The line input allows another musical instrument or rhythm machine to be played through the internal speakers, while the sustain socket connects to a momentary action footswitch, so that a reasonable approximation of the sustain pedal on a conventional piano can be put to use.

The hold function is one not to be found on an acoustic piano: connecting a footswitch to this socket allows notes or chords to be sustained indefinitely while new melodies are played over the top. Stereo line output is via two separate jack sockets so that only one may be used if mono is required, and a choice of standard quarter-inch or mini jack headphone sockets is thoughtfully provided, so that you can use the 'phones off your Walkman or whatever.

In Use

Since playing the piano is not my forte, I enlisted the help of one Mick Jones, who owns and plays both a grand piano and a Fender Rhodes in addition to various synths.

His first reaction (apart from 'Cor, I thought my Rhodes was heavy!') was approval for the weighted keyboard, which responded in a positive and re-assuring manner, being if anything a little more positive and even than that of an acoustic piano.

All six piano sounds were found to be useful, though it should be mentioned that they are simulations of electric instruments rather than acoustic ones. One preset was discovered to be quite close to the Fender Rhodes sound, being a little brighter and generally less muddy, and indeed it was at this point that Mick suggested swapping his Rhodes for it in the sure and certain knowledge that no one would notice.

There are two harpsichord presets which also met with complementary approval, but it was the vibes and clari-chord voices that elicited the most praise. All these voices sounded good with or without help from the stereo chorus, and the only criticism revolves around the level of background noise. The chorus is noticeably noisy when switched on (though not unusably so) but another source of noise also gave cause for concern. If a low note is played using one of the piano voices so that there are few high frequency components, a burst of noise is heard during the note, though this dies away with the note leaving silence when the piano is not being played.

This is not a noise gate, as it's possible to hear the noise being progressively low pass filtered during the decay, so presumably some form of tracking filter or dynamic noise reduction is being employed.

Although probably adequate for live performance work, the noise factor could be a real problem when recording, so this must be borne in mind if you're in the process of deciding which electronic piano to buy.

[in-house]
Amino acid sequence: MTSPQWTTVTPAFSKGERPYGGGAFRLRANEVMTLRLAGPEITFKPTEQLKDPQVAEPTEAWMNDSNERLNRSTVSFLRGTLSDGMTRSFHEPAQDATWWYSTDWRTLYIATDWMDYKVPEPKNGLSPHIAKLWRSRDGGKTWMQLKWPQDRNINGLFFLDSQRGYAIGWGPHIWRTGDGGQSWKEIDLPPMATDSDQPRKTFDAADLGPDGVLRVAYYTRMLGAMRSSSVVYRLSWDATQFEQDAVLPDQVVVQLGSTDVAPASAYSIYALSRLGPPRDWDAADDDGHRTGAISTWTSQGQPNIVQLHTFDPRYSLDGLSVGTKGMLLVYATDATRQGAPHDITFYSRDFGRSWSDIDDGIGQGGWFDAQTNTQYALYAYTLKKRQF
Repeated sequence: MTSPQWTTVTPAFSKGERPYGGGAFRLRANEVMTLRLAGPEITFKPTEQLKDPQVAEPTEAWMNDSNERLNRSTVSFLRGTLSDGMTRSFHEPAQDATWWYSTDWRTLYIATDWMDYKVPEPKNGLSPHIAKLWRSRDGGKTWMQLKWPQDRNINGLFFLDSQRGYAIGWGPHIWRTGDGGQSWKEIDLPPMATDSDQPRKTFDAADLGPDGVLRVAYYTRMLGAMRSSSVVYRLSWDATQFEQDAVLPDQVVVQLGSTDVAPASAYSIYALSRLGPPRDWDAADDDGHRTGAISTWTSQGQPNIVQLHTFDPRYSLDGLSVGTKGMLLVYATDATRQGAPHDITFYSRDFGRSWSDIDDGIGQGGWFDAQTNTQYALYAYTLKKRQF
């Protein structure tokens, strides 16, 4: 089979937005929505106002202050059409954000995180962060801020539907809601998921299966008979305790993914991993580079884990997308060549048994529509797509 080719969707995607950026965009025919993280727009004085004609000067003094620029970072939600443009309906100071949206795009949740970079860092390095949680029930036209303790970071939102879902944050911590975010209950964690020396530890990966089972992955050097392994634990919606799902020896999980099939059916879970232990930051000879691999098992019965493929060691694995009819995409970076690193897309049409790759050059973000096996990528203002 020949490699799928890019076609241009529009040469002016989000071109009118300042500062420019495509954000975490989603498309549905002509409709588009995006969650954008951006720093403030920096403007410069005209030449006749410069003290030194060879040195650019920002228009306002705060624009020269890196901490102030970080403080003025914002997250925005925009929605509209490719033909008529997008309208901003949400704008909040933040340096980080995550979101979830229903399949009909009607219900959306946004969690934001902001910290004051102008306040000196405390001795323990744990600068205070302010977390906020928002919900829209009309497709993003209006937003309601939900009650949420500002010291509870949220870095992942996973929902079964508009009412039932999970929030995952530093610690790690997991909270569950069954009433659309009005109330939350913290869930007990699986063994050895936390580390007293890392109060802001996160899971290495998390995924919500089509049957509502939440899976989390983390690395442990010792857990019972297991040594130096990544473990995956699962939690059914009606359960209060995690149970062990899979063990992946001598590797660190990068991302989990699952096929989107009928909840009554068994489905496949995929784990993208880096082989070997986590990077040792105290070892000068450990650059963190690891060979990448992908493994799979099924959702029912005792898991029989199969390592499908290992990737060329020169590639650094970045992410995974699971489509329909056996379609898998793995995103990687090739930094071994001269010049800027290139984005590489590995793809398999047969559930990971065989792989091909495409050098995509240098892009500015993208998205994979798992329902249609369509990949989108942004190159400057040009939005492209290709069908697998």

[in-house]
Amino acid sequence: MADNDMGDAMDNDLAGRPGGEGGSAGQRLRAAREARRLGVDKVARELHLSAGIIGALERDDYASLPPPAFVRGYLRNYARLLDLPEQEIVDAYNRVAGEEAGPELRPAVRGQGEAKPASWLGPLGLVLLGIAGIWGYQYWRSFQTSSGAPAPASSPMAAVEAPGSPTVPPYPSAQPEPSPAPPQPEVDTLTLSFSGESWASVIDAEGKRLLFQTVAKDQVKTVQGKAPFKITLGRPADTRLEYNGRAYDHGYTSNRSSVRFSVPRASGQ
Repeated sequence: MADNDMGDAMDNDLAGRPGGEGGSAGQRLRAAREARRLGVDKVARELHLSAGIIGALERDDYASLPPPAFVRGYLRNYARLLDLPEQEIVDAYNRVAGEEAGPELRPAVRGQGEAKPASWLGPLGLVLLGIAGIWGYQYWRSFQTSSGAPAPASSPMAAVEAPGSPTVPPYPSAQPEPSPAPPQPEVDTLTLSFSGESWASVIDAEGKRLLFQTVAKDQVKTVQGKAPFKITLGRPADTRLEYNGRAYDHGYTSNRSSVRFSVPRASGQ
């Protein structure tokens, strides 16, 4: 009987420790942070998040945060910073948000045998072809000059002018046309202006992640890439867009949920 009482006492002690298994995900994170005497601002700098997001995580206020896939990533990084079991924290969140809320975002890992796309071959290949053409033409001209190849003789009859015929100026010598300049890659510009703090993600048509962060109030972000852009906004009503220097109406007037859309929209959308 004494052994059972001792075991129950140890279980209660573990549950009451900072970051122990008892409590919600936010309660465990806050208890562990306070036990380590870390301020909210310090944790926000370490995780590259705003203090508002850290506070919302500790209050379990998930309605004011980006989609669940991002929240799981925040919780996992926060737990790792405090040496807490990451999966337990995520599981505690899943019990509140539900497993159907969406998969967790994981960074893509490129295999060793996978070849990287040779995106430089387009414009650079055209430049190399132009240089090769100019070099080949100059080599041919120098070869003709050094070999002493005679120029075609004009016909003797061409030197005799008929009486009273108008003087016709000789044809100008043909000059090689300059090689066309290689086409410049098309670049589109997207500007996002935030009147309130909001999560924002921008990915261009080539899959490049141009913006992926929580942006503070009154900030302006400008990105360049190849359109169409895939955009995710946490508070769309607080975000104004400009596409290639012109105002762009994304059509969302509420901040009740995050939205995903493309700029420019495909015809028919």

Using the same circuitry as the PF15, the 10 features a reduced keyboard length, effectively losing one octave from either end. The keys are still velocity-sensitive but cost has been saved by using a standard sprung plastic keyboard instead of the more sophisticated weighted action of the PF15.

All voices and facilities are otherwise identical, but it should be noted that the sustain pedal provided is a simpler device than the elegant unit supplied with the PF15.


Both these pianos offer ten very useful preset sounds and could certainly be used instead of the popular electro-mechanical pianos that until now have been pretty much the industry standard.

Yamaha's FM synthesis techniques produce a bright, harmonically rich sound, and the only negative comment must be aimed at the high level of background noise, which is really not on for instruments of this price and calibre.

With this reservation then, I feel Yamaha have succeeded in building a fine-sounding pair of pianos that look and feel first class.

Also featuring gear in this article

Previous Article in this issue

Siel PX JR

Next article in this issue

Siel Piano Quattro

Electronics & Music Maker - Copyright: Music Maker Publications (UK), Future Publishing.


Electronics & Music Maker - Aug 1984


Gear in this article:

Piano > Yamaha > PF10

Piano > Yamaha > PF15

Review by Paul White

Previous article in this issue:

> Siel PX JR

Next article in this issue:

> Siel Piano Quattro